The marijuana industry has a bone to pick with the media, and it involves beanies, tie-dye tees, and Sean Penn’s iconic character, Jeff Spicoli.
In an interview with Tech Insider, Sharda Sekaran, managing director of communications at the Drug Policy Alliance, said she’s tired of clicking links to articles about the cannabis industry and seeing photos of stereotypical stoners splashed across the page.
“There’s still a major bias on who the marijuana user might be,” Sekaran says. “They don’t always look like the guy from ‘Fast Times at Ridgemont High.'”
There are some 2.5 million legal cannabis users in the US, which means the lazy, bong-ripping hippies we see in television, movies, and stock images no longer represent the average smoker — if they ever did in the first place. Sekaran and other like-minded industry activists believe that stigma has permeated media culture, and the solution is making better stock photography available.
In 2014, the Drug Policy Alliance hired a professional photographer and recruited friends of friends to participate in a stock photo shoot. Marijuana users of various races and ages reenacted situations that actually seem realistic, like smoking a bowl while reading the newspaper or vaping at the kitchen counter.
The images are free to download and use for non-commercial editorial purposes, so long as credit is given.
Some of the photos are cheesy. Take this one of a “young female smoking marijuana and taking a bath,” as the caption describes. Who takes a bath wearing chandelier earrings?
Still, the Drug Policy Alliance’s collection gives way to a more positive perception of cannabis users, and freshens up the often offensive images we see on the web.
A few years back, Sekaran wrote an article about whether a new drug policy in the US would help bring justice for the disproportionate number of African Americans serving time on marijuana possession charges.
“It was a pretty serious piece,” Sekaran says. “And the picture was a black man smoking the biggest blunt [you’ve seen] in your life. I reached out to my contact there and I was like, ‘Is there any way we can change this? I don’t even want to share this now.'”
When I searched “marijuana users” on Google News earlier this month, close-ups of smokers (mostly male) puffing on fat, crumbling joints made up a majority of the teaser images.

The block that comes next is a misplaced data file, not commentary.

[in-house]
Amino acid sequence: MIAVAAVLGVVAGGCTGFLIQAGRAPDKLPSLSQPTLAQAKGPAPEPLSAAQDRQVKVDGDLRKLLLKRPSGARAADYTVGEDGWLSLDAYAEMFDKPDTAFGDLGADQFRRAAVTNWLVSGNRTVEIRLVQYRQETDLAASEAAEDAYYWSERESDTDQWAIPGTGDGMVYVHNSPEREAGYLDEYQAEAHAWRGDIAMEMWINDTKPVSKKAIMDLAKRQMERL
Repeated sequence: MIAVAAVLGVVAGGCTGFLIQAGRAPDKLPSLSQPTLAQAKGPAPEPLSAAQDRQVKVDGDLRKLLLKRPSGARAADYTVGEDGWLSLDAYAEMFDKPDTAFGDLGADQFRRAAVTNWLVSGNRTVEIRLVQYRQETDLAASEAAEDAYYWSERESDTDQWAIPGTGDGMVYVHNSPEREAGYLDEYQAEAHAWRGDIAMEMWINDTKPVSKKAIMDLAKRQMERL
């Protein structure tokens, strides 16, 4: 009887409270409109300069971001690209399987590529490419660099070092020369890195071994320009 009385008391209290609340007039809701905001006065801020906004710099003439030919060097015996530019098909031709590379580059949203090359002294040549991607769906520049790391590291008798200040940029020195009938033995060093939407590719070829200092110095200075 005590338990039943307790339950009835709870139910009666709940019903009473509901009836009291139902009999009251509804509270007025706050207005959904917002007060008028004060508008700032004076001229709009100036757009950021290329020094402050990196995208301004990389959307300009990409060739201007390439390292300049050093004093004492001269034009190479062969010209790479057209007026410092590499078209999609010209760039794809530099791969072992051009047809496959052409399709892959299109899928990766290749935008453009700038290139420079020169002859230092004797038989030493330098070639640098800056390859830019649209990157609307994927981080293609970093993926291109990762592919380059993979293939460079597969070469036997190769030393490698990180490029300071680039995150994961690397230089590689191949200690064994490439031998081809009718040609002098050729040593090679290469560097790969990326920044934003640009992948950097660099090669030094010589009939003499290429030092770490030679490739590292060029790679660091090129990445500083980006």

Images like these may be damaging to the industry, according to Mike Ray, director of San Francisco-based medicinal marijuana company Bloom Farms. They perpetuate negative stereotypes, and worse still, they isolate consumers who don’t fit the mould.
“The over-the-top sexualization of women along [with] the reinforcement of the ‘stoner’ stereotypes is so undercooked and poorly thought out,” Ray tells Tech Insider, “that it turns most of the mature and responsible demographic away immediately.”
“If this industry is going to grow beyond what exists today, I think it’s critical to fight those stigmas through thoughtful and intelligent branding,” Ray adds.
Sekaran says the marijuana industry’s image crisis isn’t necessarily because writers are ignorant or behind the times. It might boil down to image availability.
A lot of legal marijuana users just don’t want to be photographed lighting up, whether it’s for a major news outlet like Reuters or a stock photo site like Shutterstock. They risk being found out by their employers, coworkers, and families.
When the Drug Policy Alliance held a stock photo shoot in Colorado, for example, they had to contract outside models because no people of colour volunteered. Black Americans were nearly four times as likely as whites to be arrested for pot possession in 2010, so the risk of being “exposed” carries more weight.
“Even though there’s so much changing around public opinion on marijuana … there are still consequences in states where it’s still criminalized. People can lose their jobs, lose their kids,” says Sekaran, explaining why she gives them the benefit of a doubt.
Sekaran hopes the organisation’s stock photo gallery is a step toward better portrayals of the growing marijuana industry.
“Part of [the photo shoot was] tongue-and-cheek, but really,” she says, “let’s acknowledge that this is the most commonly used drug apart from tobacco and alcohol. The tides are turning.”
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